- fabric of the quilting/calico variety (this is a great way to use up stash!)
- poster board (one standard sheet will make dozens and dozens of gift card holders, for example)
- glue, I used a combo of PVA and a hot glue gun and glue stick
- an old, small paint brush to apply PVA
- an iron and ironing board, not necessary but recommended
- a measuring device of your choice but not necessary
Step 1: Lay the thing you want to wrap on to the poster board. Mark and cut a piece of poster board double the height and about a quarter of an inch wider than the thing.
Then, cut another piece of poster board about a quarter of an inch wider than the last piece of poster board you just cut and about 2/3 the height. See below for visual elucidation of these wordy sentences. (This is one of those tutorials that take longer to explain than to do, trust me.)
NOTE: From here on out, the same technique applies to both pieces of poster board!
Step 2: Grab one of the pieces of poster board and fold it in half the long way.
Step 3: Unfold the poster board (valley fold facing up) and use it as a template to cut a piece of fabric about 1/2 larger on all sides.
NOTE: Before we start gluing I need to mention when and when not to use hot glue. I used PVA on this particular envelope, but you could easily use hot glue except for the final glue-step as hot glue would have been tricky. (You'll see what I mean shortly.) Also, if you don't have PVA, you could use Elmer's or even Mod Podge.
Step 3: Apply glue to the edge of one of the long ends of the poster board.
Step 4: Fold down to glue into place.
Step 5: Re-fold the poster board up.
Step 6: Apply glue all along the right and left edges of the fabric.
Step 7: Then fold the edges in to glue.
Step 8: Fold the fabric up to the fold in the poster board. Here, I used a dry, hot iron to make everything flat. (I didn't wait until my glue dried, and it worked just fine. I even used the iron when I used the hot glue--still fine.)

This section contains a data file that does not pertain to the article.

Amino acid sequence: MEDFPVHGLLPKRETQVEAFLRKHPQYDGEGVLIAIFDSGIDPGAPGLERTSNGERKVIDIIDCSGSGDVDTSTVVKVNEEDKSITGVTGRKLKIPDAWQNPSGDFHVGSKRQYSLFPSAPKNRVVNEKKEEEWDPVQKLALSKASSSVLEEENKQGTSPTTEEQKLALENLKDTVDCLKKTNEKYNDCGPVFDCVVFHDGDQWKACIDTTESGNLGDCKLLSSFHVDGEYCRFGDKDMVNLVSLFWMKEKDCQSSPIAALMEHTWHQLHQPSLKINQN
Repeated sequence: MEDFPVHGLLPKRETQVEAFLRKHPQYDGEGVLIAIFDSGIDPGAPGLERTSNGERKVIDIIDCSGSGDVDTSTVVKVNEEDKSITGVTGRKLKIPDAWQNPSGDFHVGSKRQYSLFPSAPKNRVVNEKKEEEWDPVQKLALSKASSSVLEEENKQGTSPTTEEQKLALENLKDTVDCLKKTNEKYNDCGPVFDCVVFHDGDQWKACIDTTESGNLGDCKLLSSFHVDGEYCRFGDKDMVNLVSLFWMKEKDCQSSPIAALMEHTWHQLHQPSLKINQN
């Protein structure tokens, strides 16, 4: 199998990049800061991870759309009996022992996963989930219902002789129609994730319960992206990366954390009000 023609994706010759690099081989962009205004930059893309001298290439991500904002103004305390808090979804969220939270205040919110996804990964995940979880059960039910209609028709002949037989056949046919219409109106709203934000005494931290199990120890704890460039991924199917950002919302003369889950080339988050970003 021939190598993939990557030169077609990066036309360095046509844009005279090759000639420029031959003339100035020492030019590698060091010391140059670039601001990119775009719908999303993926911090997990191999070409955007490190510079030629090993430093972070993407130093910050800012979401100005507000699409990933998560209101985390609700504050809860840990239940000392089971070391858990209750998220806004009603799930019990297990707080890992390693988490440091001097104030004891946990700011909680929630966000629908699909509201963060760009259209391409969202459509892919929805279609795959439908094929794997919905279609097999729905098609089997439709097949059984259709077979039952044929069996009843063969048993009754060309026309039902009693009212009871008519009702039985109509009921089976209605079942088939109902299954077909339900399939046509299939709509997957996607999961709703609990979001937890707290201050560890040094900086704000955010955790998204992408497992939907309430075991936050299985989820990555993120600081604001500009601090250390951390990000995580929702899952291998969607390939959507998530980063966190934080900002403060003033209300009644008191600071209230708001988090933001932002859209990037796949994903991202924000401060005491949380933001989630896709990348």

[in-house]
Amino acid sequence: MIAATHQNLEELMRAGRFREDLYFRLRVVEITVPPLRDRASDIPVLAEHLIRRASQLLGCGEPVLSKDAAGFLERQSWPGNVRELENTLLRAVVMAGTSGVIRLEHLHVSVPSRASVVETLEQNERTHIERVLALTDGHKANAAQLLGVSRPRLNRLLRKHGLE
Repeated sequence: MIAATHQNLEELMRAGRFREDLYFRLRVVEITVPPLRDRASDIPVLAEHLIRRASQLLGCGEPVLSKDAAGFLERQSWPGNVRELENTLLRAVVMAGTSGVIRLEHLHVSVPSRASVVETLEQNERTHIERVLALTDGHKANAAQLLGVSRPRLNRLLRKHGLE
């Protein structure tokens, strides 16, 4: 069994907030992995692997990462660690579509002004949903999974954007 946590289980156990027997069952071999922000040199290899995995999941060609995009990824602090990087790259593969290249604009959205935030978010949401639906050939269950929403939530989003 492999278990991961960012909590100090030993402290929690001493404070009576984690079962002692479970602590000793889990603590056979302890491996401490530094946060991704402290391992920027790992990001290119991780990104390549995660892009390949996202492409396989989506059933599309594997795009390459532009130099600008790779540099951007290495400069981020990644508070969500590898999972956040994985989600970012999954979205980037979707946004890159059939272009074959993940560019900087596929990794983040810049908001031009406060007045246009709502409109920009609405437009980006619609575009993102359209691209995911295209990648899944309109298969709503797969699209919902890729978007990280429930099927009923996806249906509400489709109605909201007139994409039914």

Step 9: Unfold fabric, apply glue to the folded-in edges of the fabric. Then fold the fabric back up and press to glue into place. (Three derivations of 'fold' in one one step, if you're counting.)
Step 10: Glue/tuck the last edge inside the envelope. Below is what the inside of the poster board should look like when you're done. This is also the step where I would HIGHLY suggest NOT using hot glue as it's tricky to get the gun inside there.
And below is what the bottom of the envelope looks like finished. Perfect fit for my gift card! This is also the end of the step-by-step instructions, because now we'll grab the other piece of poster board we cut and repeat the process highlighted above.
See? Top done!
And they fit together perfectly. What's cool about these envelopes is that the fabric creates friction, so the tops stay on.
To prove that you can use just about anything flat as a template, I made some envelopes for a friend of mine who is giving reprints of old family photographs as Christmas gifts. She didn't want to present them in plain old manilas, so I offered my services.
Again, I started with a template. In this case an 8" x 10" I had on hand. I should mention here that if your intention is wrapping things of larger dimension, you might want to find a heavier weight poster board. Also, if the thing is a bit thicker, you'll want to add a bit of ease around the edges so your envelope can 'poof' out.
Here is the big envelope I made next to the little gift-card one:
I thought they were pretty cute as is, but embellishing is always fun, so that's what I did. Using my hot glue gun, I grabbed bits and bobs I had on hand and had some fun.
Using grosgrain, silk flowers, and little pom poms:
More grosgrain, tiny rick-rack, and a little square rhinestone:
Tulle and a sparkly pom pom that I found in my gift-wrapping supplies:
And there they are, my fabric gift envelopes. Hope you like them!